One of the foremost reasons we ought to pursue membership in the church is so that the body of Christ can perform its God-given task. Succinctly, the church is tasked with reflecting the glory of the Trinity through the bond of love (Hebrews 13:1; Romans 12:10; 1 Peter 1:22; John 13:34-35). Though a Christian may experience some of the love of Christ through attending church and having general relationships with the body of Christ – they are meant to be in the body of Christ. What this means is that the local body of Christ is not able to perform its proper function in the life of one refusing membership.
If we refuse the local church, we are refusing to allow anyone to get to know us – the real us. We are refusing to allow anyone to speak wisdom into our lives, to bring us to an abiding faith in Christ, and to confront sin. In looking at Hebrews 10:23-31, this can be an extremely dangerous thing for the person claiming to be in Christ. Why not allow there to be someone who can pull you back, hating even the garments tainted in your rebellion so that you might be saved?
For the man who refuses membership, he does not even allow himself to be exposed enough to be on the receiving end of the principles outlined in Matthew 18:15-20 for church discipline. Furthermore, he reveals that he does not buy into the need for some to be excommunicated by the church because of their sin (1 Cor. 5:12-13), or genuine accountability, or in seeking wisdom (Proverbs 12:15, 17:28, 18:1-2).
Of 1 Corinthians 5:12-13, John Piper excellently observes:
“There are two implications here: One is that there is an ‘in the church’ group and an ‘outside the church’ group. Being in the church is definable. The other implication is that a person can be removed from being ‘in the church.’ Such a formal removal would not be possible if there were no such thing as a clear membership—who is an accountable part of this body, and who is not?”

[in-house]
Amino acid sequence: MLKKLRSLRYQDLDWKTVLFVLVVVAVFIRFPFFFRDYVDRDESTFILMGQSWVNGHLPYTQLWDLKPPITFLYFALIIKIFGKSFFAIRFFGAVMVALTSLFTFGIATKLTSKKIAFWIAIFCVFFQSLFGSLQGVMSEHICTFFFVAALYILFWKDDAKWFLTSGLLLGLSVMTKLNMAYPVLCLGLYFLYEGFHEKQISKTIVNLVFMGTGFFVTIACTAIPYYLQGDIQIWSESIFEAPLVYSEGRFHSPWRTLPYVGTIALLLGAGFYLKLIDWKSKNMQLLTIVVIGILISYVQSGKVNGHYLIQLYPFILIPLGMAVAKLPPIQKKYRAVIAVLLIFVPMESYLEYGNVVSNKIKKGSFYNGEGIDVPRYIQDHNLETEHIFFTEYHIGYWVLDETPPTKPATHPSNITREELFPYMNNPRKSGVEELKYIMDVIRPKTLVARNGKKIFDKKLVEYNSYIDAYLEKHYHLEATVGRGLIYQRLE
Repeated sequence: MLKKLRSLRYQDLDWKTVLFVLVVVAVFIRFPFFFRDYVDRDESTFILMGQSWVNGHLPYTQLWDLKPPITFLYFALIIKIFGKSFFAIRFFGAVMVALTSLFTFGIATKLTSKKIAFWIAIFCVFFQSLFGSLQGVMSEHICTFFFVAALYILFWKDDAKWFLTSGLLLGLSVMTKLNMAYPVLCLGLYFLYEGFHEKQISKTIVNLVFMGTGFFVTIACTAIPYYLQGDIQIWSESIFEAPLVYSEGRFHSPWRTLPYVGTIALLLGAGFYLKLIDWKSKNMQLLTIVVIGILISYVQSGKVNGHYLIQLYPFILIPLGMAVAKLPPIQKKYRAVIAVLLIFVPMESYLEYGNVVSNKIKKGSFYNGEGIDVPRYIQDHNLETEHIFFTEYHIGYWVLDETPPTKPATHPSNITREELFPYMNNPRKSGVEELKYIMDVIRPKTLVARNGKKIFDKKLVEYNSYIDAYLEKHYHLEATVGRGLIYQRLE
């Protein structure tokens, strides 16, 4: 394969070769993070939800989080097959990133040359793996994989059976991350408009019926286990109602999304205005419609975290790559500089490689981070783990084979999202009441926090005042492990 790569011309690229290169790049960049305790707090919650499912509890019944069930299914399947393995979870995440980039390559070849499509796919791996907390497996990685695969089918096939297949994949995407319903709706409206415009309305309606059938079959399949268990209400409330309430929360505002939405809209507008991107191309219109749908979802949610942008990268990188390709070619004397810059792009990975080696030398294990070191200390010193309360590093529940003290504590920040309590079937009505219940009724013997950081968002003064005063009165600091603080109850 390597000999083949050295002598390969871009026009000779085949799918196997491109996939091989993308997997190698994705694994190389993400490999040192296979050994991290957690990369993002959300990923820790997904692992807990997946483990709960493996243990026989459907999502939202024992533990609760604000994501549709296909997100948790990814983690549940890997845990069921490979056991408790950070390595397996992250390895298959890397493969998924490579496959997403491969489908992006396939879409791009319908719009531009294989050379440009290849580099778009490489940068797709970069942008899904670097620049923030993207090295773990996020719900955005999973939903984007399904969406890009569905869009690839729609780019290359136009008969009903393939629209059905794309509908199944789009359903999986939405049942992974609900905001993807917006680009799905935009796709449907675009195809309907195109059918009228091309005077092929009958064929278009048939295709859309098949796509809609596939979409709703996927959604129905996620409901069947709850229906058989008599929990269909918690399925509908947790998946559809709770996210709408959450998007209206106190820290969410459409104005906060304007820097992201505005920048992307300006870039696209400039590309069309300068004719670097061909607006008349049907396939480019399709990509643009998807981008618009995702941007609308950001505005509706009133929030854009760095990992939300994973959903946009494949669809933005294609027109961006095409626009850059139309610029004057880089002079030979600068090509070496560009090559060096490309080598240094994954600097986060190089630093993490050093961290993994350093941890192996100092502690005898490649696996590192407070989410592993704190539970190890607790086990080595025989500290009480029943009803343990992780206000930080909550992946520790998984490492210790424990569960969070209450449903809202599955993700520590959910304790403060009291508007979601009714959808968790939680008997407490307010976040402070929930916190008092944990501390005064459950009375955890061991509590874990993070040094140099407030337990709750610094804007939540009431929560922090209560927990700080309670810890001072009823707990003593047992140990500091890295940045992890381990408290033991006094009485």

The goal in church membership isn’t simply to rebuke one another, though this plays a large role within the church if we hold to the scriptures. We can follow the same logic of Piper above in respect to James 5:14 regarding one who is near death and calling upon the elders to minister to him by interceding upon his behalf. Who, if not the local church elders, would be able to fulfill this need? In similar aspects we can ask – who is able to guard us as the under-shepherd; to whom do we submit; with whom do we join in the functioning body of Christ?
Nowhere in scripture will you find the idea of remaining separate from the local church; the only ones who are outside of the local church, scripturally, are unbelievers, and those to be treated as unbelievers through excommunication. This post is by no means an exhaustive list of the biblical reasons why one should become a member of their church. Rather, it keys in on one important aspect in the life of a believer: their own sinfulness and the need for the church to correct them in love. Yet one of the greatest things that stems from confronting sins in love is that the church can then exhort, encourage, and help us to walk in obedience to Christ.
Without being part of a local church, one is left to think more highly of themselves than they ought to; they are left to think they are wise, without understanding the fullness and the depth of their own sin, without the need for repentance, without the need for encouragement, and much more. The church serves as the instrument through which the righteous judgment of Christ can be observed in a believer’s life through the faithful proclamation of the Word. The church connects the Christian to Christ through other Christians; this is specifically why we are called the body of Christ.